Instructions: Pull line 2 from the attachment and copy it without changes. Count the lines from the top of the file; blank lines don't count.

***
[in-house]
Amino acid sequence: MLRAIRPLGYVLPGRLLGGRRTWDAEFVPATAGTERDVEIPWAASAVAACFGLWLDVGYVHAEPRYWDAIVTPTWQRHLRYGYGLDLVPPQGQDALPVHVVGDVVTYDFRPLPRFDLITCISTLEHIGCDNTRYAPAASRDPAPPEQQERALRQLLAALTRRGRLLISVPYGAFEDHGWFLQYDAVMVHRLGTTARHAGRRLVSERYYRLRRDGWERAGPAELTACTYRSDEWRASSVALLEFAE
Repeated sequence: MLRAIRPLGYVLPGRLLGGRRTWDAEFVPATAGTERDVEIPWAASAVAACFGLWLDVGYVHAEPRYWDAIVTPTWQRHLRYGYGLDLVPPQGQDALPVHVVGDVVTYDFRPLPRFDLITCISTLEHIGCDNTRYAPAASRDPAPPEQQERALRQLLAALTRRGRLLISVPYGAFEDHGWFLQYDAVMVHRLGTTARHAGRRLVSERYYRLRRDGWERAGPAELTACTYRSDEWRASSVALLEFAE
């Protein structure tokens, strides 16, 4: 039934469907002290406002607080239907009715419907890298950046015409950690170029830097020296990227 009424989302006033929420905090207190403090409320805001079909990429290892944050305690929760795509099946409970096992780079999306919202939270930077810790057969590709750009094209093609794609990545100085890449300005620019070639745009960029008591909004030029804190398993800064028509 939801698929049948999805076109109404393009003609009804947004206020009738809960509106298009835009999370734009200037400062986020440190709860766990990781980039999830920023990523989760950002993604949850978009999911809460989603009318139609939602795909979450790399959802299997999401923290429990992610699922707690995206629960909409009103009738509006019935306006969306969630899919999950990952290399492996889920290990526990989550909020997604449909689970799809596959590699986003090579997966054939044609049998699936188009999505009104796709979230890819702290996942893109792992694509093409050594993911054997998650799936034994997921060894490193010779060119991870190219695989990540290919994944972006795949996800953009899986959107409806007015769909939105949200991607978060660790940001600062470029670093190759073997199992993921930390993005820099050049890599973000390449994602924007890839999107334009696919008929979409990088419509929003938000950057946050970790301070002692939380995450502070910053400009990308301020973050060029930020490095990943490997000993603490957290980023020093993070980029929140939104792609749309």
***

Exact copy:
Amino acid sequence: MLRAIRPLGYVLPGRLLGGRRTWDAEFVPATAGTERDVEIPWAASAVAACFGLWLDVGYVHAEPRYWDAIVTPTWQRHLRYGYGLDLVPPQGQDALPVHVVGDVVTYDFRPLPRFDLITCISTLEHIGCDNTRYAPAASRDPAPPEQQERALRQLLAALTRRGRLLISVPYGAFEDHGWFLQYDAVMVHRLGTTARHAGRRLVSERYYRLRRDGWERAGPAELTACTYRSDEWRASSVALLEFAE